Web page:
19/04/2004
Press Release
DC/2916



Disarmament Commission                                     

2004 Substantive Session                                   

263rd Meeting (AM)


UNITED STATES SUBMITS AMENDMENTS TO PROPOSED DISARMAMENT COMMISSION AGENDA

As the third and final week of the substantive session of the Disarmament Commission got under way this morning, the United States’ delegation introduced amendments to the agenda proposed last week by the Chairman.  Lack of agreement on the agenda has persisted since the session began on 5 April.


The United States delegate told representatives that he thought his instructions from Washington, D.C., would permit the Commission to reach agreement.  The amendments showed continued flexibility on the part of the United States.  He hoped that others would think about the approach very carefully, as his Government had come up with an answer with which everybody could live.  It could accept both (B) and (C) as written, but he had some changes to (A).


The Chairman’s proposed agenda, dated 12 April, reads as follows:  A) Guidelines for nuclear disarmament and non-proliferation of nuclear weapons in all its aspects, including, in particular, strategies for dealing with illicit activities that undermine nuclear disarmament and non-proliferation objectives;  B) Elements for verification mechanisms and instruments of conventional arms agreements; and C) Measures for improving the effectiveness of the United Nations disarmament machinery, without prejudice to efforts within the framework of    SSOD IV (fourth special session of the General Assembly devoted to disarmament).


Tabling what he described as “a couple of fairly small changes” to A), the United States’ delegate said that the word “guidelines” be replaced with strategies, as that was a little less prescriptive, yet did not really change how a discussion would evolve.  That was a fairly modest change, which others should be able to accept without too much concern.  In response to concerns by some in the Non-Aligned Movement, he was willing to delete “in particular”.  That showed a lot of flexibility, since that phrase was important in narrowing things down.  He was willing to delete those two words, however, in exchange for the deletion of “in all its aspects”.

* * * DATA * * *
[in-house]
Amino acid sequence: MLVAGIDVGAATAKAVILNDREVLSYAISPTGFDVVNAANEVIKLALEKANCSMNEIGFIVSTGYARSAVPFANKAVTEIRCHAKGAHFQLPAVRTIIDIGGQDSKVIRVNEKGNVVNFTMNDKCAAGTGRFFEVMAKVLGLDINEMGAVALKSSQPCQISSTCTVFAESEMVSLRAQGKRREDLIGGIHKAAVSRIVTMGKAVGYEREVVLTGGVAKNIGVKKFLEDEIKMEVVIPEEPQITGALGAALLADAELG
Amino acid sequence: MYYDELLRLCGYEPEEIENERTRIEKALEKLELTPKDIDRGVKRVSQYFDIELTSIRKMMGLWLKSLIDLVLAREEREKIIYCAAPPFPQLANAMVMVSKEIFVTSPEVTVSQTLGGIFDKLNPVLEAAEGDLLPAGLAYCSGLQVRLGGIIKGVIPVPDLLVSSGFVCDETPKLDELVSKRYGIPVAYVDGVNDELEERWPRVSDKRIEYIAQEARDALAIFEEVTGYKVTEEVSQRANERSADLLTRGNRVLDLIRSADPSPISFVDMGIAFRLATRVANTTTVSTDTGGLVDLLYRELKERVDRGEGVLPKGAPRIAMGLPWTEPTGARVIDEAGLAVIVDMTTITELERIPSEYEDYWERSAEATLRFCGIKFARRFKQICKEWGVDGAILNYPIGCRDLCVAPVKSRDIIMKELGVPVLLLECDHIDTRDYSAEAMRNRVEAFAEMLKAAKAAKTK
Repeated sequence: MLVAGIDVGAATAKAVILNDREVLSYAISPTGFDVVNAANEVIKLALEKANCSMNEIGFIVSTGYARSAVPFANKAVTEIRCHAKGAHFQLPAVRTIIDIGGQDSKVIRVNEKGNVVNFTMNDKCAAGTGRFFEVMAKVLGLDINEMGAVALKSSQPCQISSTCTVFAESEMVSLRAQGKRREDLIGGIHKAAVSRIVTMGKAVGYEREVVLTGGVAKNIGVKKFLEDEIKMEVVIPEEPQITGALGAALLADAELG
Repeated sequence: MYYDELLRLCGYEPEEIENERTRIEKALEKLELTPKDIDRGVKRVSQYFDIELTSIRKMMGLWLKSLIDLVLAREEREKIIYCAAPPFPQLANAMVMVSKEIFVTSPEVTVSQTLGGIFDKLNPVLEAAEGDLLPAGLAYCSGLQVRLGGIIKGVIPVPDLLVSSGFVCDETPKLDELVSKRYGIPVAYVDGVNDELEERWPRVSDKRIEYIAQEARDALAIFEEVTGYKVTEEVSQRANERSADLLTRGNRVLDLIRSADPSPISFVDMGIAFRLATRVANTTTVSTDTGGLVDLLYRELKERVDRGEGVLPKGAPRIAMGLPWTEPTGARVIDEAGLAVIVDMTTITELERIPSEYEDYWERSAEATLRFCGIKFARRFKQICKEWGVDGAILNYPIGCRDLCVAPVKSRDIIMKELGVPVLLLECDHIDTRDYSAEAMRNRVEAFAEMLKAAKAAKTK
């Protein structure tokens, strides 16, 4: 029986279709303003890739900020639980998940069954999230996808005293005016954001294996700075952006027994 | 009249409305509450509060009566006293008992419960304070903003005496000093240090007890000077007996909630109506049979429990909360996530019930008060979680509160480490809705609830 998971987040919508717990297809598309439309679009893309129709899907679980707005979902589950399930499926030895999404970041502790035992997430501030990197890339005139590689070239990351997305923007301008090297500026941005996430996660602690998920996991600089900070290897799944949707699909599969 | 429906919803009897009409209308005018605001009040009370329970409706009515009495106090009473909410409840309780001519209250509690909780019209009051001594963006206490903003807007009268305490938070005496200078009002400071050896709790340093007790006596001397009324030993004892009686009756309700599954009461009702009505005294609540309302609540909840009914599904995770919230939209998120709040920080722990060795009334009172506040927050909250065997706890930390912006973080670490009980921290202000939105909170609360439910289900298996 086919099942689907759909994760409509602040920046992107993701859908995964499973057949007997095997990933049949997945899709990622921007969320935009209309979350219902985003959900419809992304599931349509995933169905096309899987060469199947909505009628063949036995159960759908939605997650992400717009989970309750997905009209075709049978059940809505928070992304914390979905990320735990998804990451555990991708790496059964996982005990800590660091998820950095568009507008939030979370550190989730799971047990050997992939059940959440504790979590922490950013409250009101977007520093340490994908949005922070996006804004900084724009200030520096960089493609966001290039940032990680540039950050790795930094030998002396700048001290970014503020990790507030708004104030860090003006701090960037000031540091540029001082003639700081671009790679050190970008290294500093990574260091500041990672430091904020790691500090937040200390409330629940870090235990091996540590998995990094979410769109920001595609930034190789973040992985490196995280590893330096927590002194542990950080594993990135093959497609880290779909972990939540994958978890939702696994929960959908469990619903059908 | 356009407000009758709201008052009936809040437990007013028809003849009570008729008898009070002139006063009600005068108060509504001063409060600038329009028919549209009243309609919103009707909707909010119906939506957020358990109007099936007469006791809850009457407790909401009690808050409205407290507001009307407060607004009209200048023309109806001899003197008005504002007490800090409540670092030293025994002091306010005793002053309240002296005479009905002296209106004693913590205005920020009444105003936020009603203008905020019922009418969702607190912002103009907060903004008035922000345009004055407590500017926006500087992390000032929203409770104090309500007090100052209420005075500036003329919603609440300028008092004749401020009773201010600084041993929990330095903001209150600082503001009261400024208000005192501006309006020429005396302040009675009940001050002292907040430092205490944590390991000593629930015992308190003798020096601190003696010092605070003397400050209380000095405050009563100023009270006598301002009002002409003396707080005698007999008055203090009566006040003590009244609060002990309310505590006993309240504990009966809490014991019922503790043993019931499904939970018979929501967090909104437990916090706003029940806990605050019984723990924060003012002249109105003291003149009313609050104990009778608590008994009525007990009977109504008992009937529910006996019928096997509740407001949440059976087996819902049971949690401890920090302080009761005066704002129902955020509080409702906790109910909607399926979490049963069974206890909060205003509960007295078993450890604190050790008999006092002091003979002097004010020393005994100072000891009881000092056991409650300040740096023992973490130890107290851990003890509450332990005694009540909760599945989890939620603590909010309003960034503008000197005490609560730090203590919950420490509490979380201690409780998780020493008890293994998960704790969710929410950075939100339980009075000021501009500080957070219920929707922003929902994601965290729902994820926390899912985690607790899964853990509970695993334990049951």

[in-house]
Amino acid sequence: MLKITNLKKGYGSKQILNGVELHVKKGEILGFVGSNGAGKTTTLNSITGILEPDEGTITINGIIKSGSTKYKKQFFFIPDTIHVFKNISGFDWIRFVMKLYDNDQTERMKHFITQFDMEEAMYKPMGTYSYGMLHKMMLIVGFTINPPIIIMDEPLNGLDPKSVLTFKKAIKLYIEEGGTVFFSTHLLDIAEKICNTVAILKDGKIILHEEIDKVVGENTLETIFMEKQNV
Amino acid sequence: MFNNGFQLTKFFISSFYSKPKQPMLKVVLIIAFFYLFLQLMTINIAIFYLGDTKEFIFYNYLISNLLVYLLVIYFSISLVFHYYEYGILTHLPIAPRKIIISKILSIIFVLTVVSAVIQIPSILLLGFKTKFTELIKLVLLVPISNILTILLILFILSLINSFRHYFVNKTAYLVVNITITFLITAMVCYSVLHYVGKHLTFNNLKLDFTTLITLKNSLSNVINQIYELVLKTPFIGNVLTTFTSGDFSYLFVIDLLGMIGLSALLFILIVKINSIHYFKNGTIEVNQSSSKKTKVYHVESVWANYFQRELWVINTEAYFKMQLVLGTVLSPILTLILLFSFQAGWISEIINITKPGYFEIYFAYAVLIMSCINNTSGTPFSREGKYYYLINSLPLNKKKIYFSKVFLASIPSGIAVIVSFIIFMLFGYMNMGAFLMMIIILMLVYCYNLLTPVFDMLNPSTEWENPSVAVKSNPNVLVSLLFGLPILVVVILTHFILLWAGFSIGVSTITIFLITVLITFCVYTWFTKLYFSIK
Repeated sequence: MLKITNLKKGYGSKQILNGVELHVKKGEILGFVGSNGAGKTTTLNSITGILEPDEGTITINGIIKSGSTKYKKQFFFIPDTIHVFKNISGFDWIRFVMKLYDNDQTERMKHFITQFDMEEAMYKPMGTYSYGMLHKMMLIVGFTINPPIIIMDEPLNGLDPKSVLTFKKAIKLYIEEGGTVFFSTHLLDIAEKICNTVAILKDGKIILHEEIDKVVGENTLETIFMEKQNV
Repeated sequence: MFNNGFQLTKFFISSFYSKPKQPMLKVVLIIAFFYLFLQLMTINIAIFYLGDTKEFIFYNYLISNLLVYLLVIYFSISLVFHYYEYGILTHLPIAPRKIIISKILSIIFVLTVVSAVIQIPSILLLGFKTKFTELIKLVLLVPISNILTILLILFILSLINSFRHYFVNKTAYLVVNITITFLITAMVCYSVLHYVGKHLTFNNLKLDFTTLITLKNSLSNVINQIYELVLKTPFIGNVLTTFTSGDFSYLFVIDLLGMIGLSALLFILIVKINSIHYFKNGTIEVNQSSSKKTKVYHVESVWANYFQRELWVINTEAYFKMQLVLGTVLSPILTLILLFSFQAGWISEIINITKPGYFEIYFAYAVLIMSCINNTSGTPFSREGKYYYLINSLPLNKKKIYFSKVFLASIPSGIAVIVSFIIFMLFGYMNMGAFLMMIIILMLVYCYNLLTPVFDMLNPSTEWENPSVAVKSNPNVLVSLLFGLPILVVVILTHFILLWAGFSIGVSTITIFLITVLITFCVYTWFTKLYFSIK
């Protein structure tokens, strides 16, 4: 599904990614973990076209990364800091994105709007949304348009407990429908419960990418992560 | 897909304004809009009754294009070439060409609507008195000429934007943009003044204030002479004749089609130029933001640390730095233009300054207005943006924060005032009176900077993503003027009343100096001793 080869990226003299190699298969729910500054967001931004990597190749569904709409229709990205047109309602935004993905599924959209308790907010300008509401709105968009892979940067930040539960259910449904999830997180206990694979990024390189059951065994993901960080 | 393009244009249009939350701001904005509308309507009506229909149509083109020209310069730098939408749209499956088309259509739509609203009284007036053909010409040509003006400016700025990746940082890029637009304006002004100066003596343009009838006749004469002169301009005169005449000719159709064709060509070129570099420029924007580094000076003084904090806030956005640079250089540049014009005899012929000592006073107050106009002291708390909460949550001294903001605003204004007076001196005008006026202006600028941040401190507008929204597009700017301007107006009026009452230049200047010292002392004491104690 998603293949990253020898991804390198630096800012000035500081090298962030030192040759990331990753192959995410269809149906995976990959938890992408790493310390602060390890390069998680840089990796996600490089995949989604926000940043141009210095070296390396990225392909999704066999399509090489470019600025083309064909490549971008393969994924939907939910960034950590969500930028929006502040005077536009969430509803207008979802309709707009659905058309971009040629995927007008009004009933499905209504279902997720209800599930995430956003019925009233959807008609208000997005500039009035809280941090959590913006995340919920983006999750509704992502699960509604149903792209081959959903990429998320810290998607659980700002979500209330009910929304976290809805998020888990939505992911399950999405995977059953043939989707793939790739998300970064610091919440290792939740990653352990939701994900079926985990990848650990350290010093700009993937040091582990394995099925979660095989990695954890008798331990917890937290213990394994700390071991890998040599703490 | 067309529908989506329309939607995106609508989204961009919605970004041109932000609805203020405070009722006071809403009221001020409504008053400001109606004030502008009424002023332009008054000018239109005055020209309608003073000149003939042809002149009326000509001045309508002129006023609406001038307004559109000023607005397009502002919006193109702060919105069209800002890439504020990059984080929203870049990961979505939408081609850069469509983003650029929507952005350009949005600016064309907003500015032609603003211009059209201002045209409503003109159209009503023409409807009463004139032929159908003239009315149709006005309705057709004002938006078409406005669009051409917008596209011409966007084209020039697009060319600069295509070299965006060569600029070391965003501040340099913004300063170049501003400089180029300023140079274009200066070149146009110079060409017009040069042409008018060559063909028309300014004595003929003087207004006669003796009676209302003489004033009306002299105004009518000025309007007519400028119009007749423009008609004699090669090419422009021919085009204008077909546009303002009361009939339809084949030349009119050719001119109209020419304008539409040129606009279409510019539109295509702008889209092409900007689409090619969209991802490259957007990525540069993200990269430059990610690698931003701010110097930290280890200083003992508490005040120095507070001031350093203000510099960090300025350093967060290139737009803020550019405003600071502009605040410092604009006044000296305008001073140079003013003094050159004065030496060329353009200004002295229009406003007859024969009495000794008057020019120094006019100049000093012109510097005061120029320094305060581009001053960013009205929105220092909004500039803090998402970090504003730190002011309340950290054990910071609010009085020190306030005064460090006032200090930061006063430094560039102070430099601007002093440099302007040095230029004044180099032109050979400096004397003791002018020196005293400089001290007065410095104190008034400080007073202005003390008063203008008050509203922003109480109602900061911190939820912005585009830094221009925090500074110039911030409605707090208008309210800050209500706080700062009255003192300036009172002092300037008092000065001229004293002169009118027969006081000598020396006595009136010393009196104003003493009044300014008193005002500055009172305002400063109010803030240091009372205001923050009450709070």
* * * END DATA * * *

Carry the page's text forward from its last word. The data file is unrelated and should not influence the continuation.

He added that the phrase “in all its aspects”, when applied to non-proliferation, had always been a way a way of implying that non-proliferation also dealt with so-called vertical non-proliferation, or the accumulation of nuclear weapons by the nuclear-weapon States.  Therefore, the term “nuclear disarmament” in that title covered that and, thus, “in all its aspects” was not necessary.  People in Washington, D.C., had wanted to make sure that agenda item A) did not become a discussion of “everything under the sun” in this area, without really doing damage to others’ positions. 


Speaking on behalf of the European Union, Ireland’s representative thanked the United States, even after some time, for coming back with comments on the Chairman’s proposals.  She would certainly look at them very seriously.  Maybe she was more optimistic than others, but she still thought it was possible to reach consensus this week.


Following a discussion about when to convene the next formal meeting, the representative of Indonesia informed the Commission that members of the Non-Aligned Movement of countries appreciated the United States’ delegation for its amendment, which was under consideration. 


Statements in the discussion were also made by the representatives of Qatar and Egypt.  The Commission Chairman, Revaz Adamia (Georgia), also spoke.


The Disarmament Commission will meet again at 10 a.m. Wednesday, 21 April.


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